Guide to independent home surveys

Jul 25, 2017
House survey

Find out why you might need a home survey when buying a home

Once you have made an offer on a new home and been accepted it’s vital to have a homebuyer survey carried out. A survey will mean you are not surprised by repairs or work that’s needed once you have the keys. It may also help you ask for a lower price, to reflect the need for work to be carried out once you’re in.

But what do such surveys tell you and how much will one cost?

Doesn’t my mortgage provider carry out a survey?

Yes, when you ask a mortgage company to lend on a house they will carry out a valuation before they make a formal mortgage offer. However, you should not rely on this because it is not a proper house survey and it’s carried out for the benefit of the lender not you – even though you may be asked to pay for it.

This survey does not provide any information about the condition of the home you are considering buying, it only provides a value so the lender can be sure about the property they are lending on.

It might be tempting to rely on this survey rather than pay for an additional survey, but that won’t give you the information you need to properly assess the condition of a house or apartment.

Paying for a survey before you buy a home really can save you a lot of money in the long run, so it’s simply not worth skipping, especially if you are buying an older, existing property where there is more chance for issues to have developed.

What kind of surveys are there?

There are a few different levels of home survey and the price varies depending on how in depth you choose to go.

A RICS (Royal Institution of Chartered Surveyors) condition report is perhaps the most basic type of survey at a cost of around £250. It does not dig as deep as the more thorough surveys so is really only suitable for newly built homes or properties that are in excellent condition and where you are confident that there are unlikely to be any issues.

The next step up is a RICS HomeBuyer Report, usually costing upwards of £400. This report will spot any structural issues like subsidence and it will often include a property valuation. However, it does not go further than the actual building structure, so there could still be issues with the wiring, for example, that do not get flagged by this.

After that comes the RICS Building Survey and this is the most thorough survey you can get. Not only will it provide a comprehensive analysis of the home’s condition and structure but it will also list any problems and provide advice on repairs and maintenance. It can even include the anticipated costs and timings of any repair work needed.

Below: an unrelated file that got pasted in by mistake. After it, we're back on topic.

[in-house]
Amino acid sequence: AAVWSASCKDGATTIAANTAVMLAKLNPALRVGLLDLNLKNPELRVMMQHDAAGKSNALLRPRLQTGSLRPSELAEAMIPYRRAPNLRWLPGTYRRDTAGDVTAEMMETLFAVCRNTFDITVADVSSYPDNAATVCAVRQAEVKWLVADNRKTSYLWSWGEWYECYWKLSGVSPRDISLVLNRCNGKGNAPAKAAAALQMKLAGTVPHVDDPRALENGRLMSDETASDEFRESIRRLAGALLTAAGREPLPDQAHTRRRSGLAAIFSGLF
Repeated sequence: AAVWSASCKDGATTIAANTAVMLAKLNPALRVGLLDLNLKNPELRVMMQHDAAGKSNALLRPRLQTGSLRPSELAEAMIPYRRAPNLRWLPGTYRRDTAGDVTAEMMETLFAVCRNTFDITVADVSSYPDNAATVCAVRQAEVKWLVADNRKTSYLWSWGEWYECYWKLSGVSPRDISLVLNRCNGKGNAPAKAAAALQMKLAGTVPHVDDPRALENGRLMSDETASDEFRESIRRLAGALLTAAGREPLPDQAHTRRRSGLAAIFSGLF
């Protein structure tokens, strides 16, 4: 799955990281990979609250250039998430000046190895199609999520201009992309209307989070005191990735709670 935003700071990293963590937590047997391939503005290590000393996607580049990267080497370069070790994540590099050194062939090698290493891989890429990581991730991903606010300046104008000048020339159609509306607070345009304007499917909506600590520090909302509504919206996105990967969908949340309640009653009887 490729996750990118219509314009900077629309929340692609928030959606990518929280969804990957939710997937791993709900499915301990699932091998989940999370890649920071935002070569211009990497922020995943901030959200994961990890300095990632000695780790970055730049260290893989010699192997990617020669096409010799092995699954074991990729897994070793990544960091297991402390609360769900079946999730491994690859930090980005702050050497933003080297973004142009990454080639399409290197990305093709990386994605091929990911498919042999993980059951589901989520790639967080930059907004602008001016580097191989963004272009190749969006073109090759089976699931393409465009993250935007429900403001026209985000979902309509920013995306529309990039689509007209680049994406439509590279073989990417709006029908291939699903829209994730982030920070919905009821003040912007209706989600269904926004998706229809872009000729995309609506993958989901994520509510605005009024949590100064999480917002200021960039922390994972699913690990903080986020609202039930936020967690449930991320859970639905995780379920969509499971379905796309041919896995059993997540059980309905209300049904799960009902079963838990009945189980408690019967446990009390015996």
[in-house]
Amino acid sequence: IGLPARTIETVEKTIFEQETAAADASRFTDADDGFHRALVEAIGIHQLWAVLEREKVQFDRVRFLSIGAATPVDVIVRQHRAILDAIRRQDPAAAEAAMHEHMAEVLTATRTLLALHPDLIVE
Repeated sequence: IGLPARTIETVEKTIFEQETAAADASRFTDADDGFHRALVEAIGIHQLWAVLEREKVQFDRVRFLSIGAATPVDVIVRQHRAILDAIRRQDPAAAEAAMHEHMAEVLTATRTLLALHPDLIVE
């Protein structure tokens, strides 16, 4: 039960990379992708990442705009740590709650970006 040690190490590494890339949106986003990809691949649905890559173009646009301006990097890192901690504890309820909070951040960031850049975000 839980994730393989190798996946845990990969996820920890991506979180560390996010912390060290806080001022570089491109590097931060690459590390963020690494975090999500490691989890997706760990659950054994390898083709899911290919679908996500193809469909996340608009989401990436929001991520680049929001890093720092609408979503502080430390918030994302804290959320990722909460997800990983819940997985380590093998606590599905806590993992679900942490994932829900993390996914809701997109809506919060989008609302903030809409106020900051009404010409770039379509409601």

It can take as long as a day to complete a RICS Building Survey, as the surveyor will go through the entire home. This is a good idea if you are looking at an older property or one that is in poor condition because it will give you a clear idea of the amount of work required once you take ownership.

This can cost anything from £500 up to well over £1,000, depending on the size and value of a home, but if there is an expensive issue lurking then it can save you thousands of pounds in the long run.

What can I do with a survey?

The buying of a home is an expensive purchase and you may be tempted to wonder if you could get away without carrying out a survey. When buying an existing property, it could have been suffering from a lack of maintenance or have other existing issues that have been ignored, so a survey arms you with the information you need to make an informed choice and bargain with a seller if need be.

If you have commissioned a survey that reveals an issue with the property – for example, a damp problem or an issue with the roof – then you can use that finding as a powerful tool for negotiating a lower price. After all, if it will cost £10,000 to repair the roof then it should be a straightforward case to ask for £10,000 off the agreed price.

However, not all sellers will be willing to negotiate and you may prefer not to buy a property that will immediately require extensive work. If that is the case then the survey will allow you to pull out of the purchase before it costs you even more money.

Does a new build home need a survey?

When you buy a new home you do not have to worry that there might be structural issues with the property that have been ignored, or issues with the wiring, damp or ham-fisted DIY. It’s simply the case that your home is ready to move in and enjoy.

However, there are still surveys that can be carried out. If you’re buying a newly built home then you can pay for a so-called ‘snagging survey’, in order to check for any issues with the property. These typically cost from £300, although it depends on the size of the home.

Any issues raised during such a survey would usually then be addressed by the developer before you move in.

When you buy a new Barratt home you receive even greater piece of mind. Our homes are built to last and finished to a high specification but in the event that you do discover any issues with your new home there is ample opportunity to raise any snags and have them resolved swiftly.

For the first two years after you buy the property, we provide an extensive fixtures and fittings warranty. On top of that, our homes come with a 10 year NHBC Buildmark warranty, so you can buy in confidence.